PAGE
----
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as i started peddling, i realized i didn’t really know what my destination was for the day. i rode to the boardwalk and looked up a direction and started riding. as i entered the monterey bay area i found some hiker-biker campsites and pulled into one early in the day and made a few adjustments to bike and self. i fell asleep super early.

when i woke up, i chatted with the folks that had rolled in that night and we shared some information. i took my time packing up trying some new ideas, pulled out google maps to pick the next location.

i spent the day riding through farm land….corporate farm land. actually i spent the night right next to del monte strawberries. i rode past cabbages, fruits, artichokes, people planting, tending, and harvesting. it was interesting to go by slowly and watch to see where there was drinking water available, shade, rest….working conditions. my afternoon snack came from a roadside produce stand where i had a fine chat with the woman who had just started this little organic market.

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as i curved around the bay, i remembered the sylivia earle connection to monterey bay, so looked into heading in that direction. it was amazing to sleep along a bay that has been protected. the wildlife, the clean water, plants…. all of it has been so amazing. the night before i actually was woken by a screeching owl and some other birds having a conversation. it is a great contrast to super industrial shorelines.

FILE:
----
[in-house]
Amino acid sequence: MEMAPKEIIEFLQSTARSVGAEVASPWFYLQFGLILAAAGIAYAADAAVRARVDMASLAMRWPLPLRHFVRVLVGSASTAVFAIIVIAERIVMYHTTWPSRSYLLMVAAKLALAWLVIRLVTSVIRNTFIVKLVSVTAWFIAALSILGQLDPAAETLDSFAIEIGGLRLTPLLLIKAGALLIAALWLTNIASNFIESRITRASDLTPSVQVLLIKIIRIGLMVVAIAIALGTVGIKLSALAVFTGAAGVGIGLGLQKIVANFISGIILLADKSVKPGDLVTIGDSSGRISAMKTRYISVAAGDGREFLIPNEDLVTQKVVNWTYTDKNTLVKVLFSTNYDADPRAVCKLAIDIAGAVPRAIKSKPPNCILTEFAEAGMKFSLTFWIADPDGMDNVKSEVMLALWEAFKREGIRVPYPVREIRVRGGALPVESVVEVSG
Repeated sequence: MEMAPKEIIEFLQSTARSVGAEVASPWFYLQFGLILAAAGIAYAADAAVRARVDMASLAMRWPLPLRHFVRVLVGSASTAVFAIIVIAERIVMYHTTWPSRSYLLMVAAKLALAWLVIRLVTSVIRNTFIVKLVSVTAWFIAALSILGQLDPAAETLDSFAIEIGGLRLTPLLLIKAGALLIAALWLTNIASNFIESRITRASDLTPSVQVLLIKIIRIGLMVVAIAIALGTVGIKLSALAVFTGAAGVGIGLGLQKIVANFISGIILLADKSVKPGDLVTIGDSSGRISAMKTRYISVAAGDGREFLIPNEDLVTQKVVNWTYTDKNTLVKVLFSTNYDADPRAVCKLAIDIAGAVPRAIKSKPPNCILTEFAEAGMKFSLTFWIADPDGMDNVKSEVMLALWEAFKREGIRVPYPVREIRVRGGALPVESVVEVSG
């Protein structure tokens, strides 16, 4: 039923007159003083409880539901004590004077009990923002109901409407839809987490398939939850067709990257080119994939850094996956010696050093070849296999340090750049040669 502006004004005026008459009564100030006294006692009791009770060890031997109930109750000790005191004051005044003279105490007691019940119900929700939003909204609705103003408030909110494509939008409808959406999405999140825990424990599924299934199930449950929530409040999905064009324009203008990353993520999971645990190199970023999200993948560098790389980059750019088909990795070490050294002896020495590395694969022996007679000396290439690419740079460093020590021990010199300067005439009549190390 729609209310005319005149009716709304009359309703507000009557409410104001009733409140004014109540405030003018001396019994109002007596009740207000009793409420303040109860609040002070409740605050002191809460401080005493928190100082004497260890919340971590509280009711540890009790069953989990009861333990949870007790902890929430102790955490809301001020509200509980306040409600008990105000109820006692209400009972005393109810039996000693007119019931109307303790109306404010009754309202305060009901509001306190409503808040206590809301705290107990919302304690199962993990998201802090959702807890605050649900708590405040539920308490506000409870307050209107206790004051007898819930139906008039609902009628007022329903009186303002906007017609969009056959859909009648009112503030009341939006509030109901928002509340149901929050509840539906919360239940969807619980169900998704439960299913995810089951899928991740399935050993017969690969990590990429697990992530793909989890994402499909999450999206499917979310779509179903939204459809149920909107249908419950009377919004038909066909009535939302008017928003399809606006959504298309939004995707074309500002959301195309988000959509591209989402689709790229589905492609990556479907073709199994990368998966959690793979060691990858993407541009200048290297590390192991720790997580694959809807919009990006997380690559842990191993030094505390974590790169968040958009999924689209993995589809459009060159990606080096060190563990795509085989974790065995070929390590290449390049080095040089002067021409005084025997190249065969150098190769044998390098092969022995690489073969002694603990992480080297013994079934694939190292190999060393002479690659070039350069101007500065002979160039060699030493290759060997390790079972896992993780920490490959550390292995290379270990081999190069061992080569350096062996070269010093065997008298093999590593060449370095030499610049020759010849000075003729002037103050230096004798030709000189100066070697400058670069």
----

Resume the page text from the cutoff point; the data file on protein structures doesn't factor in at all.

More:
as i entered a town outside of monterey i guy rolled up next to me who had just finished biking across the u.s. and offered me a place to stay when i got into monterey. that put part of mind to rest so that i could actually enjoy the ride even more. so that when i rolled into town i felt more open to explore a bike shop who refered me to a new brewery that had just opened up around the corner.

the tender at the brewery has worked at the state parks in the area and gave me some tips on places to stop/camp/visit. as i was wrapping things up here, i got word that my hosts were home from the beach, so i headed their way. i arrive in time for a shower and then dinner was ready! they were so super kind and wonderful! they had only been back from their bike tour for 10 days, and were only too happy to share the friendliness they had experienced on their trip. they were still asleep when i got up and headed out.

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i was all prepared to go ahead and start my journey down the coast, but i just felt this urge to stick around monterey for the day. i needed to get some “work” done. i needed to finally sign up for warm showers (couch surfing for bike tour), check out fundage, and general life maintenance. i think once i finish up some of these things, and wrap up parts of my life that have been just hanging loose for a bit, i’ll feel better about pulling out-of-town tomorrow. i don’t mind all the unknowns, but there are some things that need to be taken care of and i think it could help with the feelings of being overwhelmed mixed with some depression and anxiety….not how i want to be riding down highway 1.